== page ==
Preterm labor

Preterm labor occurs during pregnancy when the uterus regularly contracts before the 37th week of pregnancy, causing the cervix to open (dilate) and thin (efface).

Symptoms of preterm labor include pelvic or lower abdominal pressure; a persistent, dull ache in the lower back; menstrual-like cramps (with or without diarrhea); a change in the type or amount of vaginal discharge (sometimes a leak or gush of fluid); and regular or frequent tightening of the uterine muscle, often painless.

Early symptoms of preterm labor often are hard to diagnose. Commonly, the uterus will contract before true labor. These early contractions (Braxton Hicks contractions) do not dilate or efface the cervix but help prepare the uterus and fetus for labor. These contractions can be mistaken for preterm labor.

Before 20 weeks of pregnancy, preterm labor that leads to delivery is considered a miscarriage (spontaneous abortion). Very few premature infants will survive preterm birth at 23 weeks. Many hospitals do not resuscitate newborns born until 24 weeks of pregnancy because the chance of survival is extremely low.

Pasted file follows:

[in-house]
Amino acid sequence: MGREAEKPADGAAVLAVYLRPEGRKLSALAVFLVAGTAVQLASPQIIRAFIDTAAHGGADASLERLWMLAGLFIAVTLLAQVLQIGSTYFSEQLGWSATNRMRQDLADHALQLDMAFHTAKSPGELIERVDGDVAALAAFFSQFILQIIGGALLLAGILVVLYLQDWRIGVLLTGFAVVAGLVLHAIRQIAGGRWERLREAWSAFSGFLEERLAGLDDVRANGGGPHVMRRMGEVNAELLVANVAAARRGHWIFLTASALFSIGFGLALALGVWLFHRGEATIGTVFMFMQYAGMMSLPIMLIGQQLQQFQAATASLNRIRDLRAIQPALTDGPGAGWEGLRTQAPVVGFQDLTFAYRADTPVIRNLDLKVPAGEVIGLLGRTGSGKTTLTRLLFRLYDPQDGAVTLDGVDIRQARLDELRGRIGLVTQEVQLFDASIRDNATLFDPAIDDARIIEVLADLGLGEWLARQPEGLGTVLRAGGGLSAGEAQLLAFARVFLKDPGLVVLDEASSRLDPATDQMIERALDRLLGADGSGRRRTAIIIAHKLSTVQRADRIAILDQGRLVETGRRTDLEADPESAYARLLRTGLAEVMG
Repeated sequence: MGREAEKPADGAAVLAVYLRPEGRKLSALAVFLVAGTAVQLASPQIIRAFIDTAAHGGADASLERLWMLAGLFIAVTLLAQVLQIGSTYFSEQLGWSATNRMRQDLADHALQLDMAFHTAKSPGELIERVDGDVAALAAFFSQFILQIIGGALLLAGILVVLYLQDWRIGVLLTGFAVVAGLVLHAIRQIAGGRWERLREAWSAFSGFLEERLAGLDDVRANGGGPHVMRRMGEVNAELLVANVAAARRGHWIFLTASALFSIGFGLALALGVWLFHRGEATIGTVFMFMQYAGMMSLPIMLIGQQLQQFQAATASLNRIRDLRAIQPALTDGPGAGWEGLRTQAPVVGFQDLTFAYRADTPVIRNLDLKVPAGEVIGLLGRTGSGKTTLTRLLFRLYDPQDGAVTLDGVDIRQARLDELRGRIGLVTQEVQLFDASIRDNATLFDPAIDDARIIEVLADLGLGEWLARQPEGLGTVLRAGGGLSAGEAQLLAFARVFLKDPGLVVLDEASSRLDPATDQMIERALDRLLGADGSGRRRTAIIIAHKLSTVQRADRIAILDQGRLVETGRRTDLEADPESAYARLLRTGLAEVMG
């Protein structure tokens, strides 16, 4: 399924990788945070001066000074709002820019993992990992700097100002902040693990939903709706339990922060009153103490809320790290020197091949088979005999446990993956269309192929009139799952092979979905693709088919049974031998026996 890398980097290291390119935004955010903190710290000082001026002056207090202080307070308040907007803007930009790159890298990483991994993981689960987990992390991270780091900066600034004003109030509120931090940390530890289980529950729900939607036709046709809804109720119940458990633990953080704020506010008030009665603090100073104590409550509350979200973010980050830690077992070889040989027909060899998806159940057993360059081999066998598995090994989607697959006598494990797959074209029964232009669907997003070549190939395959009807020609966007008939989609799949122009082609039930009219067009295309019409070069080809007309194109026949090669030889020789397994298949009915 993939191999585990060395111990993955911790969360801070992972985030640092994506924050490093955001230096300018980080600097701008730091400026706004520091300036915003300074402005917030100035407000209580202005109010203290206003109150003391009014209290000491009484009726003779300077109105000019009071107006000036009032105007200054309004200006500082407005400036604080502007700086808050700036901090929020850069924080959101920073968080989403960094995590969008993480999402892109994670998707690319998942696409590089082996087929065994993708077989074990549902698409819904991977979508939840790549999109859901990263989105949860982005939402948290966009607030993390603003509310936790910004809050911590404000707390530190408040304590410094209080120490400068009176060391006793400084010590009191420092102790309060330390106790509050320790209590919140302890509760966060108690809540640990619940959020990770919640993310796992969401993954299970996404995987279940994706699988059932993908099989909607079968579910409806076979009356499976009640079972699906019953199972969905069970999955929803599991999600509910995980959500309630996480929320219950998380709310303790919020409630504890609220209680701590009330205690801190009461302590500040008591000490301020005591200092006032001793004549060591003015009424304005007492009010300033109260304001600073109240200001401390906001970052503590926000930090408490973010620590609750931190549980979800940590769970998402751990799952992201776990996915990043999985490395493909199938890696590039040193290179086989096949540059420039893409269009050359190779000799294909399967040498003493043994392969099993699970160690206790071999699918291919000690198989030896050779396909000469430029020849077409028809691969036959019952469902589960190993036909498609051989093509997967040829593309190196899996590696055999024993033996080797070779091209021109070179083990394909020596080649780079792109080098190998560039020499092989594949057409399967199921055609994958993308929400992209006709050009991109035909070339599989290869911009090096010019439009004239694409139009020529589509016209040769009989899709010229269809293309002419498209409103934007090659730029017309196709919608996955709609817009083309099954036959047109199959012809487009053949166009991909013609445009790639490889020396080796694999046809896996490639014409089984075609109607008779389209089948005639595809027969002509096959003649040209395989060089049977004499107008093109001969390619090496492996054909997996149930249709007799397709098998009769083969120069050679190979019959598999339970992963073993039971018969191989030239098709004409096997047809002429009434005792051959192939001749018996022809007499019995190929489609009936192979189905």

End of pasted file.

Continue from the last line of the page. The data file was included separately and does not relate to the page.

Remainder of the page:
Last Updated: January 14, 2009

Author: Sandy Jocoy, RN

Medical Review: Sarah Marshall, MD - Family Medicine & Deborah A. Penava, BA, MD, FRCSC, MPH - Obstetrics and Gynecology

related physicians

related services

Bon Secours International| Sisters of Bon Secours USA| Bon Secours Health System

This information does not replace the advice of a doctor. Healthwise disclaims any warranty or liability for your use of this information. Your use of this information means that you agree to the Terms of Use. Privacy Policy. How this information was developed to help you make better health decisions.

© 1995-2010 Healthwise, Incorporated. Healthwise, Healthwise for every health decision, and the Healthwise logo are trademarks of Healthwise, Incorporated.